Establishing a positive comradery amongst an artist’s team members — producers, engineers and co-writers — will produce the best results during studio sessions. Maintaining those professional and cohesive relationships throughout the songwriting and recording process is essential to creative growth.
Every artist can benefit from external guidance and adjustments when recording, but having a shared interest for the artist’s ultimate success is the driving force of a successful collaboration.
Open communication with a performer or producer is crucial to being an engineer.
"If you are a true engineer, you are the person that’s helping build out the sound of a song. Getting a true understanding of the artist’s vision and asking the right questions about a project’s expectations is key," Araica noted in the Resourceful Recording panel.
Sound engineers play an equally important role in seeing an artist’s conceptual idea to fruition, for they provide the expertise needed to foster a singer or musician’s unique sound. When meeting artists for the first time, an engineer should ask questions about their vocal effect preferences, such as compression or reverb levels, to create a more comfortable setting for all involved.
Araica expressed that "artists will be thankful if you’re aware of how they want the product to end up."
For students who want to pursue a career in recording or mixing engineering, one of the first steps to creating a workflow foundation is choosing a digital audio workstation (DAW).
"If you’re working off a student budget, FL Studio or Ableton Live are great ones," Araica suggested. "Some DAWs are better for recording, while others are better for mixing and production work."
Araica continued that FL Studio is an affordable option that allows for recording, mixing, and production at the same time, which is beneficial for students that want to explore multiple avenues of sound engineering. Additionally, booking sessions at your university’s studio is helpful to experiment with DAWs in a low-stakes environment.
Panelist and digital marketing strategist Lucia Kaminsky highlighted authenticity as an artist’s main focus when branding themselves. "Anything with your own touch, people are going to want. If you make something hand-made, people are going to love it," Kaminsky told GRAMMY U’s Atlanta Representative Kalee Kitchens.
Distribution of merchandise is one way to convey the lyrical message of an artist’s music. When participating in a marketing campaign as an artist, portraying a genuine and authentic version of yourself is Kaminsky’s No. 1 rule.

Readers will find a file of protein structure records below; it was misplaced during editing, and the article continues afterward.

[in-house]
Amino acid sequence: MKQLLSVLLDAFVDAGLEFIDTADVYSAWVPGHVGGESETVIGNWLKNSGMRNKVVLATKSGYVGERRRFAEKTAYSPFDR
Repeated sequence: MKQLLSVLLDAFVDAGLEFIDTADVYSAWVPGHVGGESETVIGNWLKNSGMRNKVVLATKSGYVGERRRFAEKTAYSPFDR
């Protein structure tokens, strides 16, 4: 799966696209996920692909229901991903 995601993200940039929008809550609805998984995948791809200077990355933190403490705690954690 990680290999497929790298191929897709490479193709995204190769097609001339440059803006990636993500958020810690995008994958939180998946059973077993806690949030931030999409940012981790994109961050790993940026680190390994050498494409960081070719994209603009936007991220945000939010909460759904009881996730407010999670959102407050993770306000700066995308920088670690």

"If it doesn’t feel authentic, then don’t do it. People can see through it when you’re not being true to yourself," she said.
The success of marketing campaigns varies amongst independent and signed artists. For independent artists, growing a fanbase is often the most important goal.
"If we’ve reached new people, that’s helpful. It’s hard to measure success, but we also look at engagement and streaming numbers," Kaminsky noted.
It's also important for artists to express their personality outside of music through posting on social media about family, friends and hobbies. Kaminsky added that students who are proficient at basic design/video editing and photoshop are likely to be competitive candidates when applying for jobs and internships as digital media marketers in the music industry.
Partnering with music, fashion, digital and other departments within your university is a great place to begin a song or album campaign. Collaborating with students and peers on and off campus is a perfect way to begin branding yourself as an artist within your local community and city.
"For independent artists/students, reach out to your peers. The people I was in school with are the people I work with now," added Kaminsky.
With the continuing rise of digital media applications, Kaminsky describes that there is a unique opportunity for artists to engage across all social media outlets. These markets include YouTube, Instagram, TikTok, Facebook and Twitter, and Kaminsky advised that artists take advantage of each different platform’s audiences.
"You have different fan bases on every platform. Make sure that you’re catering to all streaming platforms- you have this unique chance to get your music out there through digital media," Kaminsky said. To avoid alienating one’s listeners, independent artists must be strategic about distributing original music to multiple music markets.
You can watch GRAMMY U’s Conference, Finding Your Sound, by visiting the Recording Academy’s YouTube Channel or Twitch Channel .For more information on how to join GRAMMY U, visit the Recording Academy’s Membership Page.